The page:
Prime Minister KP Sharma Oli has submitted reasons for House dissolution in writing to the Supreme Court (SC).
The defendants including PM Oli have submitted written response to the show-cause order issued by the constitutional bench hearing the 13 writ petitions against House dissolution by President Bidya Devi Bhandari on recommendation of PM Oli on December 20, according to Joint Spokesperson of the SC Devendra Dhakal. He revealed that each defendant has sent separate replies to all 13 petitioners through the Office of the Attorney General.
The constitutional bench comprising Chief Justice (CJ) Cholendra Shumsher Rana and Justices Hari Krishna Karki, Bishwambhar Prasad Shrestha, Anil Kumar Sinha and Tej Bahadur KC on December 25 had ordered the government to submit written justification via the Office of the Attorney General before January 3.
Similarly, recommendation for HoR dissolution and original copy of decision on it were also sought from the President’s Office, and Office of the Prime Minister and Council of Ministers. The original documents on registration of no-confidence motion were sought from the federal parliament secretariat.
The documents about name and number of lawmakers in the House just before its dissolution will also be brought from the federal parliament secretariat. The SC had also decided for the amicus curiae from three advocates of Nepal Bar Association and two senior most advocates and advocates from the SC Bar.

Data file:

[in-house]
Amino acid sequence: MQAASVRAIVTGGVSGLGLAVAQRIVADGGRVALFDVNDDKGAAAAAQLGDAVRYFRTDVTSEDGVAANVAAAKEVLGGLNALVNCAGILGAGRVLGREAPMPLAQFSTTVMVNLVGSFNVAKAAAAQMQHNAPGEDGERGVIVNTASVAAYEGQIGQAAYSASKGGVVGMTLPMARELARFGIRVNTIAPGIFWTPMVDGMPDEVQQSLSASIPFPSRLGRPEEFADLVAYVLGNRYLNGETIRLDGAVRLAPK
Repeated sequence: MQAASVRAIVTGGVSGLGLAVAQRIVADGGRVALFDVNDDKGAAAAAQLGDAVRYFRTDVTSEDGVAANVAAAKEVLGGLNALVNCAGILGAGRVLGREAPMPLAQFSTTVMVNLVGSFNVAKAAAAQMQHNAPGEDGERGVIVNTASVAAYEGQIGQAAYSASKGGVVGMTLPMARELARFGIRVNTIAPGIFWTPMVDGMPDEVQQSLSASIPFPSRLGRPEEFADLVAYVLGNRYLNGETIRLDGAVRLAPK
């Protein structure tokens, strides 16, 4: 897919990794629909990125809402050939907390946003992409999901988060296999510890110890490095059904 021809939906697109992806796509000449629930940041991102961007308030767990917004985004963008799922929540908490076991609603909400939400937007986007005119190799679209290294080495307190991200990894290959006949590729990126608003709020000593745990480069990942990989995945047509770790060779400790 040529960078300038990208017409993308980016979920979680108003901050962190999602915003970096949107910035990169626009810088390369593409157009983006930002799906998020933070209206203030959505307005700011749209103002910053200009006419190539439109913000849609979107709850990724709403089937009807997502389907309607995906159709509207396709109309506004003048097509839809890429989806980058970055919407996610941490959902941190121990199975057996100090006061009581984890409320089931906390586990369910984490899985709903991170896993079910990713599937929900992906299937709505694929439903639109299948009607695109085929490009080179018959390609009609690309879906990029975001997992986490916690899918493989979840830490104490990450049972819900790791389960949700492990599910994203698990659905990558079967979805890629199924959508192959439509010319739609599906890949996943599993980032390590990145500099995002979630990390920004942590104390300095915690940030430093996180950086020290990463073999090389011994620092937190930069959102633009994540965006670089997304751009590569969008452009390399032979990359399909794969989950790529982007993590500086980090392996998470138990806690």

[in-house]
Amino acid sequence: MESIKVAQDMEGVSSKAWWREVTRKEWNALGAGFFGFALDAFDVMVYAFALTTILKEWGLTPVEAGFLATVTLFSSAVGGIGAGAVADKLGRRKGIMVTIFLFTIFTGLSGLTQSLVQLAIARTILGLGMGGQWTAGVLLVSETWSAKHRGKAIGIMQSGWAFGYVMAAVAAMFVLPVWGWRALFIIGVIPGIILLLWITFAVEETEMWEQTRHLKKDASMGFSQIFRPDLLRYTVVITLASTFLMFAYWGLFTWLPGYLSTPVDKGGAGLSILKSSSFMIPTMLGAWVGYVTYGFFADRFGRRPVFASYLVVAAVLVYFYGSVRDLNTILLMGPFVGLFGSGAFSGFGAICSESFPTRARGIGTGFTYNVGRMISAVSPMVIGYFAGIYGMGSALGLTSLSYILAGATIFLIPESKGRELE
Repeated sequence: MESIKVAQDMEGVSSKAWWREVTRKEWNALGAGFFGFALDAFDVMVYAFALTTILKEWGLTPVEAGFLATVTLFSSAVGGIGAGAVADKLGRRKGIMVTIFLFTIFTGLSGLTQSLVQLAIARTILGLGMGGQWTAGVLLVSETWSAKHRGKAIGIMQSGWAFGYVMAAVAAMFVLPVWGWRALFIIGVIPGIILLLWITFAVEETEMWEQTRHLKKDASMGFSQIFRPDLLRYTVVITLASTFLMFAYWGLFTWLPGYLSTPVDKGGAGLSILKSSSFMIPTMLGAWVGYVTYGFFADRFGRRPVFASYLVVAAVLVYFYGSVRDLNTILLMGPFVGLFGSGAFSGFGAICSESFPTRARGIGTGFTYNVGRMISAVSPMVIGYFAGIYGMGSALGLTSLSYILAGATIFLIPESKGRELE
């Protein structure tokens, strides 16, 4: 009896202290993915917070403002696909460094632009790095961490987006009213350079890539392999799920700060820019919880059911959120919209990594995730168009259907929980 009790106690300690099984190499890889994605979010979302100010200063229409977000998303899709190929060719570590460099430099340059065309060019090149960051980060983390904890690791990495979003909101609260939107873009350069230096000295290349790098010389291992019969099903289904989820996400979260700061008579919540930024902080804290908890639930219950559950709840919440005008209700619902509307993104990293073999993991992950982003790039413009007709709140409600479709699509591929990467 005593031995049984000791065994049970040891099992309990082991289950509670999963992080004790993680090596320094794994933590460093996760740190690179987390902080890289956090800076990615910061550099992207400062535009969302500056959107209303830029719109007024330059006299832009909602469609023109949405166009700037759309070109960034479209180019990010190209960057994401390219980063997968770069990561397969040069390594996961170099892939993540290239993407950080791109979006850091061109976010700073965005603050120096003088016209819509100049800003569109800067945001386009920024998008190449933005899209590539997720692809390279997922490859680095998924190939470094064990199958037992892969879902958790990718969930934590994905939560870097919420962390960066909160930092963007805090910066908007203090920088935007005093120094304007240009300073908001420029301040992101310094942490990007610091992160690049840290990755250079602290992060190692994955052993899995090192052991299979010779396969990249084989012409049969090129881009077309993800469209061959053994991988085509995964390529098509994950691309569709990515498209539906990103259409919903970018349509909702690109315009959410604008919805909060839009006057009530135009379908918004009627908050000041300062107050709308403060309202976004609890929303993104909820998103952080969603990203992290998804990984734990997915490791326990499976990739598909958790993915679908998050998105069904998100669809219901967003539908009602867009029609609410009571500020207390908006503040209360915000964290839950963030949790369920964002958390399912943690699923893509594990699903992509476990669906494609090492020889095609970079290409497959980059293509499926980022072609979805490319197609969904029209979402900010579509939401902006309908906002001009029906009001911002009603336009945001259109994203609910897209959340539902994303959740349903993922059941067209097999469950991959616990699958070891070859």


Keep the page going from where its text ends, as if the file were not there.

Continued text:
The order had further mentioned that the hearing would be conducted regularly from January 6. A total of 13 writ petitions were filed against HoR dissolution by President Bidya Devi Bhandari on recommendation of Prime Minister KP Sharma Oli on December 20.
Advocate Prabesh KC had filed a writ petition against HoR dissolution on behalf of members of the dissolved House Dev Prasad Gurung, Krishna Bhakta Pokharel, Sashi Shrestha and Ram Kumari Jhankri. In the petition, he had demanded the recommendation be scrapped, arguing it violated House’s right to continue for five years.
The Constitution does not have clear provision about House dissolution. Article 85(1) of the Constitution states ‘Except when dissolved earlier, the term of House of Representatives shall be five years.’
Some constitutional experts argue that the Constitution envisions House dissolution due to the use of term ‘dissolved earlier’. But others argue that the provision has been kept for the situation of inability to choose the PM.
Article 76(7) states ‘If the Prime Minister appointed according to clause (5) fails to get the vote of confidence or if any member fails to be appointed as Prime Minister, the President shall, on the recommendation of Prime Minister, dissolve the House of Representatives and fix a date to conduct another election within six months.’